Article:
The Boardroom Podcast in conversation with Anita Ziemer, Managing Director of Slade Group, about young people entering the workforce and the future of industries with the presence of automation.

The Boardroom Podcast is a series of engaging podcasts discussing the journey of and lessons learnt from many insightful industry leaders guests with a focus on having real and authentic conversations.

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Bench and the City

A Working Holiday Visa doesn’t have to mean charity mugging other professionals on Collins Street. It can literally turn your world upside down (if you’re from the northern hemisphere, like me). Currently residing in Melbourne – one of the top destinations for Brits on working holidays – I’m originally from Liverpool in the UK. As the newest member of the Interchange Bench team, I am delighted to share my Aussie story (so far) and provide some insight into the seemingly chaotic world of a traveller working in the professional services industry.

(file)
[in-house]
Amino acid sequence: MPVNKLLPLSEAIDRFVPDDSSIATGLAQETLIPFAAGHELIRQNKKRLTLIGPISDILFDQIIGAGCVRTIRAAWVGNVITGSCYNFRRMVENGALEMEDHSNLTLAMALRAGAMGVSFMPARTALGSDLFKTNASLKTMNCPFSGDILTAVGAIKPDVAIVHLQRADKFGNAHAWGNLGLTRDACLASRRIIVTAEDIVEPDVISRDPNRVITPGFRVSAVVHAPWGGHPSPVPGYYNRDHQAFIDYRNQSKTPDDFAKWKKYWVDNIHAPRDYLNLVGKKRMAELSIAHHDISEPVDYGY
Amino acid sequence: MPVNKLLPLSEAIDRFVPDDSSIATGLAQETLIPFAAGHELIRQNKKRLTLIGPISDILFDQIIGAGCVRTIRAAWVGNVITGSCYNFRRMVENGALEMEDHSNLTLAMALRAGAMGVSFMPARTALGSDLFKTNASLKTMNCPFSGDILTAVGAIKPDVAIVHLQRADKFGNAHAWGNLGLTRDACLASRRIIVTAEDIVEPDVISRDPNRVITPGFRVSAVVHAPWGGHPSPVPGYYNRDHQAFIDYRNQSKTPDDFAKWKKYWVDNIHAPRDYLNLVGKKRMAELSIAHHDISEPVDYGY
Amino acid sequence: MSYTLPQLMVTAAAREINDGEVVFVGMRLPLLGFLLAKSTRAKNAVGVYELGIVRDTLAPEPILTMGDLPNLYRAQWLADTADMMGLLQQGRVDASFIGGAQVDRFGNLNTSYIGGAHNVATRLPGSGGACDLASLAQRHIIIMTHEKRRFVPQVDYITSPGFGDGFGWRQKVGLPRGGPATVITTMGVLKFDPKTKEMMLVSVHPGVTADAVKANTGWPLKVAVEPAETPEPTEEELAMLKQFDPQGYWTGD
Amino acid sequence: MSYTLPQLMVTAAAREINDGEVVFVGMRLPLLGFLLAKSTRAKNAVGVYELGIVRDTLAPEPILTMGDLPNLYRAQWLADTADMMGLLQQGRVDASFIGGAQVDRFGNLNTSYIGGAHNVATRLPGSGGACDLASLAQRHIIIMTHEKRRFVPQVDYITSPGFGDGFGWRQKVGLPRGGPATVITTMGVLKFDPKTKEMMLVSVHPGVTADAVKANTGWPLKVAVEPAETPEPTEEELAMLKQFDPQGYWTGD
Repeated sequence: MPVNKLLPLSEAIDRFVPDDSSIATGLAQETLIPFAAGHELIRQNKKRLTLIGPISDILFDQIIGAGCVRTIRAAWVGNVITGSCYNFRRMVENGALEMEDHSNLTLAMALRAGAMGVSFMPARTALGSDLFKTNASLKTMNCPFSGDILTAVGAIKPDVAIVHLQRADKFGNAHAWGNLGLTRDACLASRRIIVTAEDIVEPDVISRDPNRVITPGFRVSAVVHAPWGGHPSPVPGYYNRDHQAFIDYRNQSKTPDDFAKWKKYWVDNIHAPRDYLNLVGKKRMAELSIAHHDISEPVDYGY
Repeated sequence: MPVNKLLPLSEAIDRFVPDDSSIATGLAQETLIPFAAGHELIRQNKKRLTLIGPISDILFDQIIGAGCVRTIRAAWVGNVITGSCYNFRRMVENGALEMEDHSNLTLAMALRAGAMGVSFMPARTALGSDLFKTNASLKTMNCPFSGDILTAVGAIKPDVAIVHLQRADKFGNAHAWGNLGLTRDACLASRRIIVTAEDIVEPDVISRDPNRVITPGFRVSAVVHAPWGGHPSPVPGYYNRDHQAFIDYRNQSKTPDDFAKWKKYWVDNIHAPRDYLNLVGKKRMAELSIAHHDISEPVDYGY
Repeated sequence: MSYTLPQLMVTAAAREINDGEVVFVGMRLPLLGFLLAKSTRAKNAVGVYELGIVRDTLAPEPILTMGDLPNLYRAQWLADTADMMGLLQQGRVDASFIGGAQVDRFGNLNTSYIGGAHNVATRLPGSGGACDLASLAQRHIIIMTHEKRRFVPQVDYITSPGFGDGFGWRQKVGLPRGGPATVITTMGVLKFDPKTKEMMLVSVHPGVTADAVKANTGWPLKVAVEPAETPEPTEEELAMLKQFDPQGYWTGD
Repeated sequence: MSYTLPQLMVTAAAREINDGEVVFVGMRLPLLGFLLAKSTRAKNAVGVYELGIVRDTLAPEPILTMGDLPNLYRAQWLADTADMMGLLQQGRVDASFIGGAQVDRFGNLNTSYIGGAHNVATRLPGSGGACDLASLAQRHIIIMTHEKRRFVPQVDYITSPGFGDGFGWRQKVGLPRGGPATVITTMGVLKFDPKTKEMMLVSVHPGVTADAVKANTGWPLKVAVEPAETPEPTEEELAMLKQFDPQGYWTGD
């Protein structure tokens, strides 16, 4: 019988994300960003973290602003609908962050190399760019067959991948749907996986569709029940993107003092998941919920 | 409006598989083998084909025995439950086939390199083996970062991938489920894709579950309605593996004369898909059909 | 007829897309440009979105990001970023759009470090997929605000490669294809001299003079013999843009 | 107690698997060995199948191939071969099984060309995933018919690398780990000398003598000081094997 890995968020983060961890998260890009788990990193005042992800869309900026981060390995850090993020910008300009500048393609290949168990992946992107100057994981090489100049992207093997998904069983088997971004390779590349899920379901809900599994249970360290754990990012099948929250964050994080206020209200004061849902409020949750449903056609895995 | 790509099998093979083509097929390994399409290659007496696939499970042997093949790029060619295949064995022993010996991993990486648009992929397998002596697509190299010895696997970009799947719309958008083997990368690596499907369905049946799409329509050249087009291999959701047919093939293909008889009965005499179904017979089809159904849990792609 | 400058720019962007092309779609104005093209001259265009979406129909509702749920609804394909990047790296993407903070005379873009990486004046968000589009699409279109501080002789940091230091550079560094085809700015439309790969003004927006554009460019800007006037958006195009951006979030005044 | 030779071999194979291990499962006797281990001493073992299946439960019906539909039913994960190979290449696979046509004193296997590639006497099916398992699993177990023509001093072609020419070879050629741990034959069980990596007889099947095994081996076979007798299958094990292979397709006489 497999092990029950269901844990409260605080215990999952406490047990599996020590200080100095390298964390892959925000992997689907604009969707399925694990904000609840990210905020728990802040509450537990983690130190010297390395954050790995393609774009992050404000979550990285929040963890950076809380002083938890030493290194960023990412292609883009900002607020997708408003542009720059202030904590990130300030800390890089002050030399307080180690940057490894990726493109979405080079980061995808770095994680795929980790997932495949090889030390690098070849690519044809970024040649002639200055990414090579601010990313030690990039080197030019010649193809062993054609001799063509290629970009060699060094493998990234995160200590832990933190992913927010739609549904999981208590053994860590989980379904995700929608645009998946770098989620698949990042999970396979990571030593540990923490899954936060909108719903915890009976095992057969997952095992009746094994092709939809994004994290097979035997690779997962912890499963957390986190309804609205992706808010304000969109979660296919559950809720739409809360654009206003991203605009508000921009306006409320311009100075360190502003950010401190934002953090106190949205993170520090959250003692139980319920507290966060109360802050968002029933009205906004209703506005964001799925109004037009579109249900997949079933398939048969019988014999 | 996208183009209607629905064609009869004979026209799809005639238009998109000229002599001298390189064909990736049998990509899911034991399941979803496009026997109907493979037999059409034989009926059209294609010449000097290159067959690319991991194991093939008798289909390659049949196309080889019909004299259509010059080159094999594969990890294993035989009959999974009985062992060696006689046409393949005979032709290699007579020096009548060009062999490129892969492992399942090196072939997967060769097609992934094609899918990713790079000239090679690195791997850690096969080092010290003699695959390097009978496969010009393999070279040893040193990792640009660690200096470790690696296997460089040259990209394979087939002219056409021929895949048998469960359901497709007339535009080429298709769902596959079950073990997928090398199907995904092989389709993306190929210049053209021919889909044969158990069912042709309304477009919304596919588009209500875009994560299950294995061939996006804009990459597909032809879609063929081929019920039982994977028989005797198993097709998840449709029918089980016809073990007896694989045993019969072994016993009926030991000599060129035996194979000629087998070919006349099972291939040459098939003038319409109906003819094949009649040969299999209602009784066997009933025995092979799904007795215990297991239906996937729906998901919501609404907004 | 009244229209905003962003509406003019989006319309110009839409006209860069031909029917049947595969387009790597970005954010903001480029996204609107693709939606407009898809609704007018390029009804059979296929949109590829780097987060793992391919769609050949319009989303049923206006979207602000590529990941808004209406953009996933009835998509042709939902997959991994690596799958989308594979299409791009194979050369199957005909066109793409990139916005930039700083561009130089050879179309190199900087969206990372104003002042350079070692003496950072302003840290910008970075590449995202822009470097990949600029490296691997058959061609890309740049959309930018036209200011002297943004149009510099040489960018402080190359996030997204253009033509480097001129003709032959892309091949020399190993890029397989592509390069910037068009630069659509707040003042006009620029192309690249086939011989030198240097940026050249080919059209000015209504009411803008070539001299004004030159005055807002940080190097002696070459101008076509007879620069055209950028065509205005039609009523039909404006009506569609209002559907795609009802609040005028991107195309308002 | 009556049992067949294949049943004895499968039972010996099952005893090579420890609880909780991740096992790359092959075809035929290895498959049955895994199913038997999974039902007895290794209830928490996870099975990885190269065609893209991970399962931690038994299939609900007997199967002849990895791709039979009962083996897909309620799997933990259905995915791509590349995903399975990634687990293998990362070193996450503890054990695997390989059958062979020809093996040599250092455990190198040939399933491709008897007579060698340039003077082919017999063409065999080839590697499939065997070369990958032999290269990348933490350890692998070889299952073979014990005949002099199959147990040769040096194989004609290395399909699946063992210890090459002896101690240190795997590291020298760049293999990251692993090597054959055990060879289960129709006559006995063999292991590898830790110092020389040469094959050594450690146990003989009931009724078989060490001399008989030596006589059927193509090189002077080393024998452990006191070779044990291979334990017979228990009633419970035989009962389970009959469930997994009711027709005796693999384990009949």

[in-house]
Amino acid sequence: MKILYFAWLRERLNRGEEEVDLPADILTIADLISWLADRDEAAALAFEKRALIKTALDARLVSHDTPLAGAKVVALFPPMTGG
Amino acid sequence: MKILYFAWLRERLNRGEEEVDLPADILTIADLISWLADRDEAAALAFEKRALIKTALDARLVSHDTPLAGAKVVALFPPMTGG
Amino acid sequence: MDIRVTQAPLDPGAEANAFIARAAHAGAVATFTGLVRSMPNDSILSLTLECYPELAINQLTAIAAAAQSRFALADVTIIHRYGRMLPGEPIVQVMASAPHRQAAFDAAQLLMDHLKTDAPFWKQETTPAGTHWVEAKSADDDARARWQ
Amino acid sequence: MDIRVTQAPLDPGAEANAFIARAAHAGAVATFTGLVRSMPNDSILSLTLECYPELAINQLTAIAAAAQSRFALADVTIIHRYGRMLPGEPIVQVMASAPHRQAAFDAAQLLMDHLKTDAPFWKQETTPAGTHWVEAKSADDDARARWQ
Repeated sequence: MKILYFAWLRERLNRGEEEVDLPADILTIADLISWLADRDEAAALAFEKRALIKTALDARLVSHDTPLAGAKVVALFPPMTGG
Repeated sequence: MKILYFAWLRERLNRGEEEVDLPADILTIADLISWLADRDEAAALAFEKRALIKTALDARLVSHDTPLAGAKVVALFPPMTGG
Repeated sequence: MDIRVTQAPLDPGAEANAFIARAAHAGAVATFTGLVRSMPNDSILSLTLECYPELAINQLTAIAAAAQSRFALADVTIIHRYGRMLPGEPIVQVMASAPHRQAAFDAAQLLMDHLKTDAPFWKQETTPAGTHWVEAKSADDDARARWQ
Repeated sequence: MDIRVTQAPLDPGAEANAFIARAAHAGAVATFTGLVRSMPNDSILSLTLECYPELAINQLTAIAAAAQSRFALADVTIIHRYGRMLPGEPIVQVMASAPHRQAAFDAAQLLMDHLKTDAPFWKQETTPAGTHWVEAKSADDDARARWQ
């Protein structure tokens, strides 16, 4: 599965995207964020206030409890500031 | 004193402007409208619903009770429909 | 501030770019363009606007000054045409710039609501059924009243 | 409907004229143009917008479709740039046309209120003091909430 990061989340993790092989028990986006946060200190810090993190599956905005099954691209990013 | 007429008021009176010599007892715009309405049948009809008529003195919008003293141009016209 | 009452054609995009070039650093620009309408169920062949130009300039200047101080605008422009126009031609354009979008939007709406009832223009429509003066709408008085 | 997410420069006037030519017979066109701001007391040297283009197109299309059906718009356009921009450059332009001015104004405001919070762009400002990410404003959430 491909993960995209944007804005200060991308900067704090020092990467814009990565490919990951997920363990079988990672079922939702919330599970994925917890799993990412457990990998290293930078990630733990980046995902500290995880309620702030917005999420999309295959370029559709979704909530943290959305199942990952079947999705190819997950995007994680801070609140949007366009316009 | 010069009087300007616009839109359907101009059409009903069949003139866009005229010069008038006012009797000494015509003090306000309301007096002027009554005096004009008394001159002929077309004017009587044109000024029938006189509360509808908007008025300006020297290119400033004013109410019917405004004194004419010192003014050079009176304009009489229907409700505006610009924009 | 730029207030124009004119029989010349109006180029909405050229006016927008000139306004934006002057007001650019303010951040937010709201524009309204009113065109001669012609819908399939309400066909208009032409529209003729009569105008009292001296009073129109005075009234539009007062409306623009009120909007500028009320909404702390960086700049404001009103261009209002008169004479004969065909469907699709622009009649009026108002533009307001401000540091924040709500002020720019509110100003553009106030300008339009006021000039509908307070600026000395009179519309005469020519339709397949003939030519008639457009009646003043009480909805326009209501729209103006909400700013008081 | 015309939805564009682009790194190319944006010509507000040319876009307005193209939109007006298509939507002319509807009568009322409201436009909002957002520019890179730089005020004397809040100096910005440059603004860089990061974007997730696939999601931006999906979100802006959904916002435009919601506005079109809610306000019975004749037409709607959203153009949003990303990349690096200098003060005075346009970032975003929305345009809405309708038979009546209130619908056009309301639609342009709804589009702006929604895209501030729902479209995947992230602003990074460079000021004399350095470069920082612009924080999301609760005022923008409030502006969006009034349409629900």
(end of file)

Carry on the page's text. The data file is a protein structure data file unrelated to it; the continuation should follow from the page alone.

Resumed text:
Back in early 2018 I was a wide-eyed, fresh-faced, slightly less tanned 20 something who had just touched down, eager to explore what Australia had to offer. Some would say I was living VERY vicariously (using pay pass in any country is just too easy – keeping track of your spending, not so much).

Fast forward two months of living life to the fullest… my finances considerably diminished, I was almost royally f#&$@d! I knew it was time to stop fantasising about never ending holidays and return to the real world, which meant I would have to secure a full time job!

I had previous experience in Healthcare Recruitment and Law in London, so securing a role that would stimulate me, as well as further develop my skills and experiences, seemed like a reasonable expectation. Yet after scanning numerous backpacker pages on Facebook and applying for hundreds of jobs on SEEK, Indeed and various other job boards, I was at a loss as to why I was unsuccessful.

I’d already tried the standard traveller’s juggling act: two hospitality jobs with unsociable hours that were not only underpaying me, but I was travelling the length and breadth of the city just so I could eat and pay my rent. Over the course of 6 months I realised it was very easy to fall into the trap of an unbalanced working lifestyle… and once you’re in it, it can be very hard to get out.